When Denon issues Joan Armatrading's "Lover's Speak" March 25, it will mark the first release by the acclaimed singer/songwriter in eight years. But Armatrading has hardly been idle during that time: She worked on charitable projects, earned a degree, received a Member of the Order of the British Empire, and wrote and performed a song for Nelson Mandela.
"It was time," Armatrading says of "Lover's Speak," her 18th album and first for Denon. Rejuvenated by the time she had away from recording, she found inspiration in touring with a smaller road band. "I rearranged the songs for three of us," she says. "Touring like that made me think about how to do the next record. I'd always wanted to do an album where I played everything."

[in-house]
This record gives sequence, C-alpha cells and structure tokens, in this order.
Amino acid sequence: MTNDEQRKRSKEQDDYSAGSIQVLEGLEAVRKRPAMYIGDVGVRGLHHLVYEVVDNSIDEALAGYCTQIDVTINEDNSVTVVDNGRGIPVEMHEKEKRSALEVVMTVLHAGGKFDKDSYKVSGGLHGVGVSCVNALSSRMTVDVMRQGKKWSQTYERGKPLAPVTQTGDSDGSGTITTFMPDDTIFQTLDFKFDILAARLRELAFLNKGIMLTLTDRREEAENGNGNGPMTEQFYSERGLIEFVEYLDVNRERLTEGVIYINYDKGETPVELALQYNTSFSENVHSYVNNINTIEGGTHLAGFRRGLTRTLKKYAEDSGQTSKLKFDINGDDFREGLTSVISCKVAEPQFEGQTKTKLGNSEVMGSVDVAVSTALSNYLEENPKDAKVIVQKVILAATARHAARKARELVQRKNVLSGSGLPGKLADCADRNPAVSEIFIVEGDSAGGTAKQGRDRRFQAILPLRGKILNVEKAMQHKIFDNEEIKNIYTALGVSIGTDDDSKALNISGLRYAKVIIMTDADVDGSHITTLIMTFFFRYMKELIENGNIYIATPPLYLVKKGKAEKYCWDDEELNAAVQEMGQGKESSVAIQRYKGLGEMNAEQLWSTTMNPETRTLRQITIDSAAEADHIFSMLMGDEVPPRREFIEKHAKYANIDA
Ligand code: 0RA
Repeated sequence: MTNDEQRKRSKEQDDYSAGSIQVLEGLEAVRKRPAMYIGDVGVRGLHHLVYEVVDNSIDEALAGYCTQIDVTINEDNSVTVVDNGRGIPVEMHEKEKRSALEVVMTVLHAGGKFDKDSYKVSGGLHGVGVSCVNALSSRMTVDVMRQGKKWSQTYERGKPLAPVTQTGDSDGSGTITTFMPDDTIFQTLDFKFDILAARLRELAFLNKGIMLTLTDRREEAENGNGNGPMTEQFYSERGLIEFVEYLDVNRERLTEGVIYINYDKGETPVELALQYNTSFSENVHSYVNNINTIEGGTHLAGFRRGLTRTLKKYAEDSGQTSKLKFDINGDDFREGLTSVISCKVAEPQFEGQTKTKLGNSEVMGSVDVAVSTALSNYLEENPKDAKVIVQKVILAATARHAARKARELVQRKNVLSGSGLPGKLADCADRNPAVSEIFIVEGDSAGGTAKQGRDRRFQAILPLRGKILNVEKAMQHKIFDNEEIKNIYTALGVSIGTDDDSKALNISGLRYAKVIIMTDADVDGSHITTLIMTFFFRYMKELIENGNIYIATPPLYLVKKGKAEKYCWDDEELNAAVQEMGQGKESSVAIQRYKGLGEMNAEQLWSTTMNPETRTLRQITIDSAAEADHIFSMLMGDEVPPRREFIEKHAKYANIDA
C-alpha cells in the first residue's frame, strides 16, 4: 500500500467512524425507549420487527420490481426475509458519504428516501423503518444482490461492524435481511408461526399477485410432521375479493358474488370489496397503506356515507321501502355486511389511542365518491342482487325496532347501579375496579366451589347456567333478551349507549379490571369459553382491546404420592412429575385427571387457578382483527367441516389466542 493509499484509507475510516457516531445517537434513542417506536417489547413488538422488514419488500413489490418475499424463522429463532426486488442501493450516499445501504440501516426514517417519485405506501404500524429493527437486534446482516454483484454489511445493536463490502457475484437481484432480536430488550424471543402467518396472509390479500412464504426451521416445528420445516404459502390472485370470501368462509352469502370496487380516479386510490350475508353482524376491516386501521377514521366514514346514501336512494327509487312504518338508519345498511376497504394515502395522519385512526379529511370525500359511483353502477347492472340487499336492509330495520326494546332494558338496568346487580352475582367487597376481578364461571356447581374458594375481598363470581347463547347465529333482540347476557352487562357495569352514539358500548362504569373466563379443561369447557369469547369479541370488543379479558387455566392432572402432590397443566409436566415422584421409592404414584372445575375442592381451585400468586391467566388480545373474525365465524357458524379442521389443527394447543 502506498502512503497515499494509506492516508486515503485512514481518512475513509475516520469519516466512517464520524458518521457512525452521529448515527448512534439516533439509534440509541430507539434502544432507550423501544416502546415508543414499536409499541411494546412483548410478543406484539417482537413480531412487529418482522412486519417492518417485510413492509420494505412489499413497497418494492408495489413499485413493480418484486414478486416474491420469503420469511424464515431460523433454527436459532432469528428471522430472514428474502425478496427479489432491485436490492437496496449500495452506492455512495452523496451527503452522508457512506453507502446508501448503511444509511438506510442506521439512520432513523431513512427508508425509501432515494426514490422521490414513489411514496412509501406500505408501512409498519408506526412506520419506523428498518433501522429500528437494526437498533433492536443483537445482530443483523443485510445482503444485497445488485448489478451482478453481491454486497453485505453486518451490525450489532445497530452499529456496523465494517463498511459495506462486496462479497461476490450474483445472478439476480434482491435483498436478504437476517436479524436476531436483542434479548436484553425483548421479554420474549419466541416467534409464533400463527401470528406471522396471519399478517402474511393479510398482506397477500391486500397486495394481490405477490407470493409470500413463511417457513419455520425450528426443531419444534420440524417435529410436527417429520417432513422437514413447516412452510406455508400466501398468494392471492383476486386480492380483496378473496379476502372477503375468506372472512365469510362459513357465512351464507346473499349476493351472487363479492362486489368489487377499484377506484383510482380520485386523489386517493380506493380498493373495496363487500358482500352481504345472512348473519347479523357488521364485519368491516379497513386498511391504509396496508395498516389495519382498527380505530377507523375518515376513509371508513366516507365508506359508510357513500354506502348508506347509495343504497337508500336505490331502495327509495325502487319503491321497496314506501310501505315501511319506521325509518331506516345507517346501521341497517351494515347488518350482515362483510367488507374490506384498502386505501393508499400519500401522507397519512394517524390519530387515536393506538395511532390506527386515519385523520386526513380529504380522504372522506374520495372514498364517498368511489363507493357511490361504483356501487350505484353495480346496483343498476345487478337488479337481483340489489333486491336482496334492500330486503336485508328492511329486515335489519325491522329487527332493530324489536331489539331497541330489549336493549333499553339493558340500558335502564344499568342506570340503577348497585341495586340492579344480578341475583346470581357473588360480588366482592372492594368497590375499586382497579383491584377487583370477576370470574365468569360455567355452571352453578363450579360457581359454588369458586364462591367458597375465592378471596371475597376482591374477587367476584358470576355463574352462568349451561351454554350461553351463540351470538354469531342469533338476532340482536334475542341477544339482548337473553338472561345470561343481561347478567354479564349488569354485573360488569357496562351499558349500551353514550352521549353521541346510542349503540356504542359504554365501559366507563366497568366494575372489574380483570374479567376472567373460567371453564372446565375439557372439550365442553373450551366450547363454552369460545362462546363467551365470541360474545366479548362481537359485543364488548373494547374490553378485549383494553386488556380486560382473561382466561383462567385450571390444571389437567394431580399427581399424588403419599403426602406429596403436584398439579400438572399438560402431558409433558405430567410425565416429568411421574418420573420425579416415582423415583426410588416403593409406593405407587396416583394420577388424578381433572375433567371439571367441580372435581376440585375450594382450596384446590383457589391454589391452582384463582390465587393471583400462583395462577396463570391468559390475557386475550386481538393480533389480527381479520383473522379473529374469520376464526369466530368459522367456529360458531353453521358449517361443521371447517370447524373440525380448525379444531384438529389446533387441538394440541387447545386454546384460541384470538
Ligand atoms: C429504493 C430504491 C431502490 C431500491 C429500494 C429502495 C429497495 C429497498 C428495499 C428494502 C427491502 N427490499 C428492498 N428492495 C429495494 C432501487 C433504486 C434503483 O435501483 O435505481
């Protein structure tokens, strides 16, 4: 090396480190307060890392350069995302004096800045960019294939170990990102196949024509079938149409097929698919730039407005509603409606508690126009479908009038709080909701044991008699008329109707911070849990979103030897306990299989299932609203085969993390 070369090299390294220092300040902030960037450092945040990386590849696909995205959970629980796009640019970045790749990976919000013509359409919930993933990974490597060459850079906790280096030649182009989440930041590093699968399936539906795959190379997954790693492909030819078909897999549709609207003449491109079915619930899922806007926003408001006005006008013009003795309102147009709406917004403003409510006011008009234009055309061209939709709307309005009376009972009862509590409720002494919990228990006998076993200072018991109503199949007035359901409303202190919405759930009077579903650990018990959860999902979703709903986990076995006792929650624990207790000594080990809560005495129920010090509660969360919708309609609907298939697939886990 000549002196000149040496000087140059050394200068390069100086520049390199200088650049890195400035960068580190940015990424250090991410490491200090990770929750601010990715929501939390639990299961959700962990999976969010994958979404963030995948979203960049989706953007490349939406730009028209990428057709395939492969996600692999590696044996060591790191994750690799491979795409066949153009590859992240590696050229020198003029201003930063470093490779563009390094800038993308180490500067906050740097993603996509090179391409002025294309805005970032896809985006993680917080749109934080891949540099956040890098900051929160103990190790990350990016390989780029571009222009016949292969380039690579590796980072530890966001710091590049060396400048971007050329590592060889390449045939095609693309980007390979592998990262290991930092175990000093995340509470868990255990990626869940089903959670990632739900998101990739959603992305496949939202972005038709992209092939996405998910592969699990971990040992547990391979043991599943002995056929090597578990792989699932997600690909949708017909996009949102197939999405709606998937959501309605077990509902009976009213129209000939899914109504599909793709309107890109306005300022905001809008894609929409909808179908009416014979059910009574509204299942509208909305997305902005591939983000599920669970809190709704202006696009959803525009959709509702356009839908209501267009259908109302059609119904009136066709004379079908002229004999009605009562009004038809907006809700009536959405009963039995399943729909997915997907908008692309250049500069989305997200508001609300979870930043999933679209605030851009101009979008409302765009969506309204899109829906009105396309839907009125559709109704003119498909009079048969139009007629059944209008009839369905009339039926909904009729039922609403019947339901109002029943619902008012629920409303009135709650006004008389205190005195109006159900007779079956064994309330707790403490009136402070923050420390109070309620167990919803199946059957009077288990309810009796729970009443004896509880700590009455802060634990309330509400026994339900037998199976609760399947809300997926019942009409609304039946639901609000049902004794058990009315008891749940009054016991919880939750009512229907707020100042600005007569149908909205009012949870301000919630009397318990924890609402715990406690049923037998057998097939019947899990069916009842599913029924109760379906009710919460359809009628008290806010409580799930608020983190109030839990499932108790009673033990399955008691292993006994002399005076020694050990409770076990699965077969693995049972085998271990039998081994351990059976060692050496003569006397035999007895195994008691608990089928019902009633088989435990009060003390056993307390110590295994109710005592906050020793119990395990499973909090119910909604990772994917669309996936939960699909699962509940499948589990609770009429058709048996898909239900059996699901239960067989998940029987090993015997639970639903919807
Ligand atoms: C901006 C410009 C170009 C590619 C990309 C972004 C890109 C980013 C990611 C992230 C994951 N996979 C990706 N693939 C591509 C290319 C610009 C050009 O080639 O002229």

Leaving only the drumming and horn parts to others, Armatrading served as the set's producer, opting for simplicity. "All I wanted to do was make a good record," she says. "I made a statement, and there was no need to embellish it."
The title track's gentle, buoyant melody and slight reggae lilt reflects Armatrading's laid-back approach. "I've always been fascinated by people in love," Armatrading says. "It is like a language as only they know it."
"We're just thrilled to be working with her," Savoy Label Group president Steve Vining says, expressing the view -- bolstered by Norah Jones' recent successes -- that there is a definite market for heartfelt music. "It's not fussy, and it's not trendy. ['Lover's Speak' has] a real organic, pure approach."
Armatrading will begin a U.S. tour in June that will concentrate on theater-sized venues in major markets.